Gender gaps start early in life and are multi-faceted
In a confidential safe space, created by the youth association “Club des Jeunes Beninois acteurs du changement”, young adults (18-30 years) agreed to share with the World Bank their concerns about access to sexual and reproductive health (SRH) in Benin: “Education is central, because even if some girls know what to do, they are not allowed to by society,“ said one young participant. “Many cannot access contraception because it’s costly and there are many misconceived ideas, particularly in rural communities”, said another.
In Benin, gaps between women and men stem from structural social disparities that start earlier in life. Only one in ten girls aged 21-24 have completed secondary school. Moreover, one third of 20–24-year-old are married by the age of 18, and 15 percent are already mothers at the age of 15-19. Teenage pregnancy has severe implications for girls’ ability to accumulate human capital and become an active participant in economic and social life. High rate of adolescent pregnancy also slows down the demographic transition and its potential benefits. Currently, at 4.8 children per woman, the total fertility rate is substantially higher in Benin than among peers such as Togo (4.3) or Rwanda (4.0). Gender-based violence (GBV) is another barrier. During a UNFPA forum on gender equality, Beninese women and girls identified access to education and fighting GBV as key areas of action. About half of primary and secondary students in Benin have witnessed or suffered inappropriate touching, pressure, or jokes with sexual connotations. Evidence shows that violence perpetrated against girls in school seriously compromises their performance and retention and creates negative impacts on women’s participation in education, employment, and civic life.
How development policy financing helped support the gender agenda
Protecting and investing in women and girls is necessary for building more productive and inclusive societies, but reforms – particularly policy-related, institutional, and regulatory – take time, and are marred with political economy and societal barriers. Together with the necessary investments, they remain crucial however to advance gender equality. In 2022, public attitude surveys revealed that more than three-quarters of Beninese believed more needed to be done to promote gender equality.
Uniquely positioned with its multi-sectoral expertise and convening power, the World Bank and its Development Policy Financing (DPF) instrument can help accelerate reforms and the construction of national dialogue. In Benin, the First and Second Unlocking Human and Productive Potential DPF series in 2021-22 used the momentum created by a set of core diagnostics – the Gender Assessment and the Country Economic Memorandum – to support the government as it embarked on an agenda of reforms to empower women and girls.
Three elements were crucial for the success of the operation:
- On top of solid analytical underpinnings, the team created synergies between the regulatory reforms supported by the DPF and other investment projects. Reforms on SHR built on the knowledge of the Sahel Women's Empowerment and Demographic Dividend (SWEDD), the experience of the Gender Innovation Lab and were planned to accompany investments on the supply-side such as the Benin Health System Enhancement project.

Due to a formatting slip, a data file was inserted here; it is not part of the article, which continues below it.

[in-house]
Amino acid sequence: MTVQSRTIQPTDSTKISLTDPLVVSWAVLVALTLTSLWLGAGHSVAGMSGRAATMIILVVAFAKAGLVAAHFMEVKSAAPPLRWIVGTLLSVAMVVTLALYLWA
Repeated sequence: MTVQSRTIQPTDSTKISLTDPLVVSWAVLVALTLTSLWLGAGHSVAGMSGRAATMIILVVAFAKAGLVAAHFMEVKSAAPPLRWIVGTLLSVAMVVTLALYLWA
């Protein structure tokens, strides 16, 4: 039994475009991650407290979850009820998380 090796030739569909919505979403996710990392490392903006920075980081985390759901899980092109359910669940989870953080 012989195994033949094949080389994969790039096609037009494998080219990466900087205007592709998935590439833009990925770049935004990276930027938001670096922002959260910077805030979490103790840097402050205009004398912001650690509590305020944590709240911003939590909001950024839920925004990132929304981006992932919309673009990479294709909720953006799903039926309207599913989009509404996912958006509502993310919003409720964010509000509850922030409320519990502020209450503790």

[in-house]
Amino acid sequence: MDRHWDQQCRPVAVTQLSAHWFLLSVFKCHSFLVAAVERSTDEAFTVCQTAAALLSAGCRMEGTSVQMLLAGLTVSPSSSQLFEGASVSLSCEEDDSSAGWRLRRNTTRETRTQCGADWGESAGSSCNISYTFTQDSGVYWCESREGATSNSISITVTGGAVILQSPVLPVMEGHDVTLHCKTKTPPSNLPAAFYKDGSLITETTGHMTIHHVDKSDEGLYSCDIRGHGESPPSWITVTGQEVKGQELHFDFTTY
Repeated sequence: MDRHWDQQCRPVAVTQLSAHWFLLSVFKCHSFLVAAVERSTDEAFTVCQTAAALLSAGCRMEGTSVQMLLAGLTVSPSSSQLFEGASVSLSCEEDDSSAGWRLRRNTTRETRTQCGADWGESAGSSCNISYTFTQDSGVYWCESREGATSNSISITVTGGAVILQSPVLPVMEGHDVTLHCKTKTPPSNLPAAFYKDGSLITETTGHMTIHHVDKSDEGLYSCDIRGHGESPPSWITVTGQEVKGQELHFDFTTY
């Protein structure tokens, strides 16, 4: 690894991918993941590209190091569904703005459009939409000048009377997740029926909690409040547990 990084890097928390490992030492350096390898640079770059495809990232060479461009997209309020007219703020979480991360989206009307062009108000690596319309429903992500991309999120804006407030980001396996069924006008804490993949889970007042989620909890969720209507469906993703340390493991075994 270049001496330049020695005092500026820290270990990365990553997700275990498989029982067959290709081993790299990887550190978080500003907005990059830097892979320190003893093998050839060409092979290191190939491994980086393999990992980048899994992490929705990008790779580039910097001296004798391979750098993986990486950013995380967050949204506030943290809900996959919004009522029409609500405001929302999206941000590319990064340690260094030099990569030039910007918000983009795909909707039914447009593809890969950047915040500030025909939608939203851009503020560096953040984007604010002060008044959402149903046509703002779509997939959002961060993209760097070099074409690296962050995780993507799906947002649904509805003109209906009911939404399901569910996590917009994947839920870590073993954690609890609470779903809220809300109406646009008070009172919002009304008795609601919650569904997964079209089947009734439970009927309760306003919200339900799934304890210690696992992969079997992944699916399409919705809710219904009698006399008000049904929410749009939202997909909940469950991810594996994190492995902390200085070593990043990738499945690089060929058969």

- A consultation workshop organized with all government stakeholders helped identify key constraints to women and girl’s empowerment and a pipeline of reforms, and the operation benefited from discussions with development partners1 and youth representatives.
- Careful planning and close dialogue with authorities given the continued engagement on development policy lending since 2018 helped create an environment of constructive dialogue, with the understanding that the reforms supported would need to be home-grown.
Paving the way for gender equality
While social norms remain a major determinant for gender equality, the introduction of laws and regulations under this operation was a major step forward. Changing norms and laws can also be mutually reinforcing and legal reforms can help draw social norms in the same direction over time. The government introduced regulations expanding the scope of SRH to a wide array of services from information to modern contraception, prenatal and postnatal health, access to safe abortions in specific conditions, fertility, and sexual counseling. It also removed the cost of contraception in youth-friendly facilities.
Going forward, the adoption of a life skills program in secondary schools aims to improve boys’ and girls’ awareness of SRH. On the education front, stronger efforts were put on increasing girls’ enrollment: the government made upper secondary school education free for girls, starting in priority communes in 2022/23, before an expected national expansion in 2023/24.
Benin also passed ground-breaking reforms on GBV, revising the Criminal Code to expand the definition of gender-based crimes and sentences for sexual harassment, rape, child and forced marriage, and female genital mutilation. It created and strengthened the role of the National Institute of Women, improved the procedures for the treatment of GBV through an expanded referral system and facilitated the free provision of the medical certificate required to prosecute GBV crimes.
These reforms along with sustained efforts to promote gender equality in Benin should improve the ability of women and girls to contribute to their full potential to society and economic growth.
1 Discussions with USAID, UNFPA, UNICEF, Médecins du Monde, and the EU were held.